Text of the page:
A thorough characterization of nickel-based UNS N09955 was performed in a simulated sour production wellbore environment for high-pressure, high-temperature (HPHT) subsea applications. The test environment chemistry was 1.14 mol% of carbon dioxide (CO2), 0.4-psia fugacity of hydrogen sulfide (H2S), 240,000 mg/L of chlorides, dissolved oxygen less than 10 ppb, and a pH of 4.2, at 400 °F (204 °C) temperature. Environmentally assisted cracking (EAC) susceptibility was evaluated by fracture toughness (FT) test using compact tension test specimens and rising displacement method. Fatigue crack growth rate (FCGR) and static crack growth rate (SCGR) were studied in the HPHT environment. FT testing indicated a moderate reduction in the initiation FT value of the alloy in HPHT condition compared with the in-air value. FCGR testing was performed at different frequencies and at maximum stress intensity factor (Kmax) (or stress intensity range [ΔK]) values. At a Kmax value of 55 MPa√m, FCGR increased at low frequencies, which may have been associated with the crack front sampling the susceptible orientation. However, at Kmax values of 66, 75, and 85 MPa√m, there was no or little evidence of an increase in FCGR at low frequencies. Additionally, no evidence of a stable SCGR was observed over a range of Kmax values from 55 to 85 MPa√m, supporting the fact that the threshold stress intensity factor (Kth) of Alloy 955 is greater than 85 MPa√m in the tested environment. Finally, scanning electron microscopy (SEM) was used to characterize the fracture surface morphology and crack-growth behavior of Alloy 955. Ductile features for in air FT test and evidence of dislocation slip band cracking and fatigue striations were observed for environmental tests.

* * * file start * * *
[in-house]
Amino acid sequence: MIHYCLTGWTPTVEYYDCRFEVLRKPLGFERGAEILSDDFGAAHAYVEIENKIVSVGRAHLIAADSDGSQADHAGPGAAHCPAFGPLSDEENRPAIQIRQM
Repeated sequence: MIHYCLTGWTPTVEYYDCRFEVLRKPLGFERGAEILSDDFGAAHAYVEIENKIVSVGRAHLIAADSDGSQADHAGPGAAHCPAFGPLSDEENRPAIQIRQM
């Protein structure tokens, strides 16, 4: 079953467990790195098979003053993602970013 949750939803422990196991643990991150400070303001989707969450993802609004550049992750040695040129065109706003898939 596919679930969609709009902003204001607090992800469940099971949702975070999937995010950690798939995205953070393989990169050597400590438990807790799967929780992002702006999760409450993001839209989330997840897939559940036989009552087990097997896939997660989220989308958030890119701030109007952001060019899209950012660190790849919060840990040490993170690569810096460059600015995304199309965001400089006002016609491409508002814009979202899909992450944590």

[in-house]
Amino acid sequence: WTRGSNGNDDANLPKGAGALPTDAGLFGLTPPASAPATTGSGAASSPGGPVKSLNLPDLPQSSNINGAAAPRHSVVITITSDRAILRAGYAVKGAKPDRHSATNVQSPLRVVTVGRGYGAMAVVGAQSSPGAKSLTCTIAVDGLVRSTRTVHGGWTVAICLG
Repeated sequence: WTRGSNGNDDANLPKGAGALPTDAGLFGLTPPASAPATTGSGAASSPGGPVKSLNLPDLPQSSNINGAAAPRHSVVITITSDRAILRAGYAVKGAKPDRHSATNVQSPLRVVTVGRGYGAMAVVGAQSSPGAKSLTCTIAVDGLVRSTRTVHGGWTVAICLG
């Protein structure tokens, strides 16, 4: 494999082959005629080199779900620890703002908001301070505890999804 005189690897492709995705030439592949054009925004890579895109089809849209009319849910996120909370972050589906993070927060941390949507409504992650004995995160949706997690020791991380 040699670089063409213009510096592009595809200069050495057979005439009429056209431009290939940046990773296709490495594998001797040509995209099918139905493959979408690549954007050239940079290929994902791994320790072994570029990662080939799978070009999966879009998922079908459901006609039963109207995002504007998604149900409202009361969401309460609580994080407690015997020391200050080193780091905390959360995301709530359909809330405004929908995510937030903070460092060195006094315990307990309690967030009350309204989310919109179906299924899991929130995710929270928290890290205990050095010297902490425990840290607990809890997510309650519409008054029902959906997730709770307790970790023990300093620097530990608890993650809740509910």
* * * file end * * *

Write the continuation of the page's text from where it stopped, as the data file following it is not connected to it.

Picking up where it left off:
Precipitation-hardened nickel-based alloys have been used for decades in the oil and gas industry. Among these alloys, UNS1 N07718 has received the most attention for use in upstream applications such as tubing hangers, production stab plate, multiphase flowmeter bodies, and valve stems because of its performance in sour wellbore fluids (SWFs) and hydrogen-charging environments. It has been reported that the alloy’s performance is excellent for applications up to 350 °F (175 °C) to 400 °F (204 °C) in exposed wellbore environments such as sour production fluids and completion brines and when externally exposed to seawater with cathodic protection (SWCP) at seabed temperatures. However, at higher temperatures, it becomes vulnerable to localized corrosion and stress corrosion cracking, especially in low-pH and higher-chloride-containing environments.1 Studies have shown that other well-known corrosion-resistant alloys (CRA’s), such as Alloy 725 (UNS N07725) and Alloy 625+ (UNS N07716), are susceptible to hydrogen embrittlement in SWCP conditions.2–5 Therefore, these alloys, which have excellent resistance to localized corrosion and stress corrosion cracking in elevated temperature sour production fluids, are associated with higher risk for applications where the material is externally exposed to SWCP. With the development of HPHT fields, exposure to high-temperature wellbore fluids internally and SWCP externally becomes inevitable, and the industry needs to look for alloys that can withstand these complex situations.